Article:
The good folks at Teach for America are here to give you the education only privileged children can obtain.  Why, in only two years, your little urchin can rise to drink gin fizzes at the Porcellian Club at Harvard, hobnob at the eating clubs of Princeton, or stand around Yale looking morose.  All he/she needs to do is sit up straight, throw his/her cultural identity out the window and do exactly what these fresh-faced go-getters tell you to do.

Why does it work?  Because even though they have no certification, no teaching degree and a grand total of five weeks of training, they are better than your teacher.  They are better than your principal.  They are better than you–because their bachelor’s degree has more Latin scribble on it than other people.   

Utter nonsense.

I have had a huge stick in my craw about TFA for quite a while.  When I was undergoing summer training as a New York City Teaching Fellow, I’d run into these guys every once in a while.  They were all glassy-eyed and full of chants and whistles and sunbeams–as if Cat Stevens taught freshman English.  Many of them looked down on us because we were pursuing teaching seriously, as a profession, while they were enjoying their two-year safari among the natives teaching them stuff without making sure the kids are actually learning something. 

I often ran into these folks later in the year, at seminars and such.  They all have that look like Michael Caine at the end of Zulu.  One more massive attack by the Zulus and they’d be sprawling on the floor with spears in their bellies.  The look of horror in their eyes–I felt bad for them, but also kind of pleased.  Those preppie punks had it coming.

The Boston teacher’s union agrees.  Today’s Boston Globe has a story about a letter sent to TFA from the union in Boston, urging them to not send recruits into their school system, citing that their personnel unfairly take positions away from tenured faculty who have been excessed due to the financial situation.  Boston schools will have anywhere from 100-200 openings due to retirement and resignation, yet there is still the threat of layoffs because of the numbers of “surplus” faculty available.  According to the union, TFA would only make matters worse.

Many critics of the union say that this is simply a tactic to keep unqualified, failing teachers on the payroll and maintain union membership.  They also cite studies showing gains in performance in schools that hire TFA personnel.  The program got a huge boost from President Obama’s call for public service, as applications to the program rose 42%  this year.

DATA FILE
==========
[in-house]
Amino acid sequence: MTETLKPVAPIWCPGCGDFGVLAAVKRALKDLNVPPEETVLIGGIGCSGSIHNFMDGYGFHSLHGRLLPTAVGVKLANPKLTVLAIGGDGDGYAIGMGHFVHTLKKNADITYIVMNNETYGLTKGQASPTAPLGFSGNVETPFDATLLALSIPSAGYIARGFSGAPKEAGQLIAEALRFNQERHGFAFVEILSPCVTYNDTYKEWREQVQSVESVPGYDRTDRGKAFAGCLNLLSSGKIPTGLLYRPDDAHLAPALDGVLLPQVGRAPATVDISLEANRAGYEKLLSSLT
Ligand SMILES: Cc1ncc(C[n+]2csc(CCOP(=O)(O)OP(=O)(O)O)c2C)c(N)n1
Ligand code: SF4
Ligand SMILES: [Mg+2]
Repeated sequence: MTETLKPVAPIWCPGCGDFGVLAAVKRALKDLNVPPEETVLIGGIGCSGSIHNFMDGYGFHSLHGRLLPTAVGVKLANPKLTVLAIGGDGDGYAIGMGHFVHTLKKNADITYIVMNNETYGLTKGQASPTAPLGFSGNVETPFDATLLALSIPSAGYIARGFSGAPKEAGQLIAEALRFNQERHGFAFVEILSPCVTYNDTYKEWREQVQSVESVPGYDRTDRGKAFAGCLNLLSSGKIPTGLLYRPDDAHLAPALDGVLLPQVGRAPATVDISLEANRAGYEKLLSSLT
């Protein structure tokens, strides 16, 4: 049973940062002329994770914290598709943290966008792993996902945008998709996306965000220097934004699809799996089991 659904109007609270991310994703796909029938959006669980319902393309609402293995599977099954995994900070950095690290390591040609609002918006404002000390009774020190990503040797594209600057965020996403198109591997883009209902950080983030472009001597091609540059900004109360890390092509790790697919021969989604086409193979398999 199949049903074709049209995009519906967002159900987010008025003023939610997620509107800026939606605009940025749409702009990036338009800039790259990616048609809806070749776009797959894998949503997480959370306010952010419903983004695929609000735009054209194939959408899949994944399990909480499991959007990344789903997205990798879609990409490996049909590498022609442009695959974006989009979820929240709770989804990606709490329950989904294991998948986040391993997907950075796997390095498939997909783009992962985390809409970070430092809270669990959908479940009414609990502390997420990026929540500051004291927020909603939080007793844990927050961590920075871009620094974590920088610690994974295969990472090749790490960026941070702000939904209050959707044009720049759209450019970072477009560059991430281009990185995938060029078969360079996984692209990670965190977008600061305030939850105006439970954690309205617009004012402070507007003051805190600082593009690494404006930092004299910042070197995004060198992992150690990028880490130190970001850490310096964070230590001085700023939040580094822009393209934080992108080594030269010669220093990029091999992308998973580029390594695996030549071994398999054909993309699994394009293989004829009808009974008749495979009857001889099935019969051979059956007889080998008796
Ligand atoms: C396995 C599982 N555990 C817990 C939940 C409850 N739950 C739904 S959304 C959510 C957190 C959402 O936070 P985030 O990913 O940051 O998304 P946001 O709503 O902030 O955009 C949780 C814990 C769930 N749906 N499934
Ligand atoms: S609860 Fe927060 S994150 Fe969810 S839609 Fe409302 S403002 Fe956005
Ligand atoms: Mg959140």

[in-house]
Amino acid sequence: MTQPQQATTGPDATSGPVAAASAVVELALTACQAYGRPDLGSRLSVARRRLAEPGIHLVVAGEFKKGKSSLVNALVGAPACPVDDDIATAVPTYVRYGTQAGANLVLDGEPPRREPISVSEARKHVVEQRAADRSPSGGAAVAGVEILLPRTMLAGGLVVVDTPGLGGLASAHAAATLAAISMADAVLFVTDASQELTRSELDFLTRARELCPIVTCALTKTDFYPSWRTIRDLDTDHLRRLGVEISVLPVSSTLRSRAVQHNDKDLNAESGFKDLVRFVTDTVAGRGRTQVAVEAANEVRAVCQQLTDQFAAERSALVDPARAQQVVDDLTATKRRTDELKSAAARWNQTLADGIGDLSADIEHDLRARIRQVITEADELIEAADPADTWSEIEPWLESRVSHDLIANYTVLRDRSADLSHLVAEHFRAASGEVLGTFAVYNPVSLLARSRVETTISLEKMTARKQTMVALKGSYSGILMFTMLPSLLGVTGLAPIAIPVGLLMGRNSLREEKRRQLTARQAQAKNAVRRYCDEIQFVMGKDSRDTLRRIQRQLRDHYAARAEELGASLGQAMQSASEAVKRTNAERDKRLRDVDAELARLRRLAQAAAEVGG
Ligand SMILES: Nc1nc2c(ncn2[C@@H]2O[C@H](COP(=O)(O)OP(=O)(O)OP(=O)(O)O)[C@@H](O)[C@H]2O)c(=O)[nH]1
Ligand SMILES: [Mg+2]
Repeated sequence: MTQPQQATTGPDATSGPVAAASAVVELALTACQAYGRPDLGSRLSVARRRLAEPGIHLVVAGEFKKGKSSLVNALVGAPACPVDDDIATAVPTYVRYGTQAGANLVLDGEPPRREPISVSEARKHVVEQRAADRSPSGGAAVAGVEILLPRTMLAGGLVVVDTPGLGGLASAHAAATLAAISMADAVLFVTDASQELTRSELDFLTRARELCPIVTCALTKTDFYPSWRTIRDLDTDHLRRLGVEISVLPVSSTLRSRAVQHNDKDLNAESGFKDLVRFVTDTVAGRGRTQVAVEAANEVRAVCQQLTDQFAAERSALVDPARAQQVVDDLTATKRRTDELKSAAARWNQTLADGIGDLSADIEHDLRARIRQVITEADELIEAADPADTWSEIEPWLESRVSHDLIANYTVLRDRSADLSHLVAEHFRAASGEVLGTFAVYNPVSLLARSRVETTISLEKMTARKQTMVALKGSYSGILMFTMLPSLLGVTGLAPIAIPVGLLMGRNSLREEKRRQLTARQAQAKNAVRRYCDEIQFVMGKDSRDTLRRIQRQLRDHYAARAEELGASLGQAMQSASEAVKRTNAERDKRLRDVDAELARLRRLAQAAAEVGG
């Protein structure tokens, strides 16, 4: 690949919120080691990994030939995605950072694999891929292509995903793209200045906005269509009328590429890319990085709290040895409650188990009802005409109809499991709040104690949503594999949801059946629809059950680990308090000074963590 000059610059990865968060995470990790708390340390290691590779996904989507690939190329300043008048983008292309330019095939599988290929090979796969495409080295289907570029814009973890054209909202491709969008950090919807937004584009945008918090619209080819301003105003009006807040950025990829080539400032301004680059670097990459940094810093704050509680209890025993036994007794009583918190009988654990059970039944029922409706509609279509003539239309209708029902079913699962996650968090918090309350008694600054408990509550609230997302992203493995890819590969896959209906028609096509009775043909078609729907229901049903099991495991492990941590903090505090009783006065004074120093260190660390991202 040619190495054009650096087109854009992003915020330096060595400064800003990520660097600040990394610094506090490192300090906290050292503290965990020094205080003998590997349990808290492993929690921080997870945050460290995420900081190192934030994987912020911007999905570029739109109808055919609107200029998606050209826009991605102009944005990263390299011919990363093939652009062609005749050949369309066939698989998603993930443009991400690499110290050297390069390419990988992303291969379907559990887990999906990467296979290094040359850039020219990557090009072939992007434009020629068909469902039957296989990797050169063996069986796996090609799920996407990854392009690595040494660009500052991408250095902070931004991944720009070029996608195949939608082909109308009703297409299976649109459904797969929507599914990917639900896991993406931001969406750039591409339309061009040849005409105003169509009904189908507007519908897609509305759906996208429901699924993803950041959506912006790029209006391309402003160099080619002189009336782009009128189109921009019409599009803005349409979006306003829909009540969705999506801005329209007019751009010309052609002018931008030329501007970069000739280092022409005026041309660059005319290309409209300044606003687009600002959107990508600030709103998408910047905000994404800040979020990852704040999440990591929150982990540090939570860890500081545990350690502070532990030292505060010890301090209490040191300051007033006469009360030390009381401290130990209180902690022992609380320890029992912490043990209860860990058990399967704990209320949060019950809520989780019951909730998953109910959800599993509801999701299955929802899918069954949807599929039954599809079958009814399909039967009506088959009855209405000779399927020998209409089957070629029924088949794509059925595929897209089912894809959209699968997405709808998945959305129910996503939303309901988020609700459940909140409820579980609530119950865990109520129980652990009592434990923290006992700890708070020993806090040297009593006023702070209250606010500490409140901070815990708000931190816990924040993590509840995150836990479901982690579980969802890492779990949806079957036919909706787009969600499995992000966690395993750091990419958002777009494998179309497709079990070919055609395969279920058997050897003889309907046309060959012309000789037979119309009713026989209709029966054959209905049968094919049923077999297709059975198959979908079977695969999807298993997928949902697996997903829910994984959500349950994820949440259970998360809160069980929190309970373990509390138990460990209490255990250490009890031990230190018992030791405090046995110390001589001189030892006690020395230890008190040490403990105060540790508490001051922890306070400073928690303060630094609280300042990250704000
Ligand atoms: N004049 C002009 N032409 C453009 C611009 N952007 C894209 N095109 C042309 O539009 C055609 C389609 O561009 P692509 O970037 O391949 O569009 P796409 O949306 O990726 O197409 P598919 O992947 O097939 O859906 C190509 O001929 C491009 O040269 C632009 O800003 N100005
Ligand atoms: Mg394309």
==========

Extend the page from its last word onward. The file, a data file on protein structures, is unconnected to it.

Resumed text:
Let me be clear: I am not in the business of defending the union blindly.  If the teachers proved to be substandard, or “failing”, then they probably should go, provided all avenues have been exhausted.  Even among veteran faculty, there are those who have survived in the system by doing just enough to not get hassled.  Obviously, these people do the profession no service.

However, if enhanced teacher quality and teacher retention are the goal, then Teach for America is the wrong way to go.  President Obama, I admire your zeal for improving education, but TFA is an antiquated “colonialist” relic.  It is simply a stopgap measure to fill vacancies where more qualified people do not want to go.  It is not designed to produce highly skilled or effective teachers, but rather intellectual missionaries sent to preach to the unwashed masses and hand out Norton’s Anthology of English Literature before going to an investment banking  job readying the next recession.

Teach For America is inherently flawed for a number of reasons.  Let’s begin with recruitment.  While the program attracts the best and brightest college seniors, it does not necessarily choose people who will be good teachers.  Education is not solely about knowing the material in a textbook–otherwise, we would just have students in massive rooms with headphones listening to James Earl Jones reading a trigonometry book (wouldn’t his voice lend weight to Pythagora’s theorem?).  Teachers wear many hats: lecturer, facilitator, disciplinarian, actor, storyteller, etc.  A good teacher understands his/her class and adapts to meet the needs of the students.  Not every brainiac or J. Crew-wearing co-ed can do this.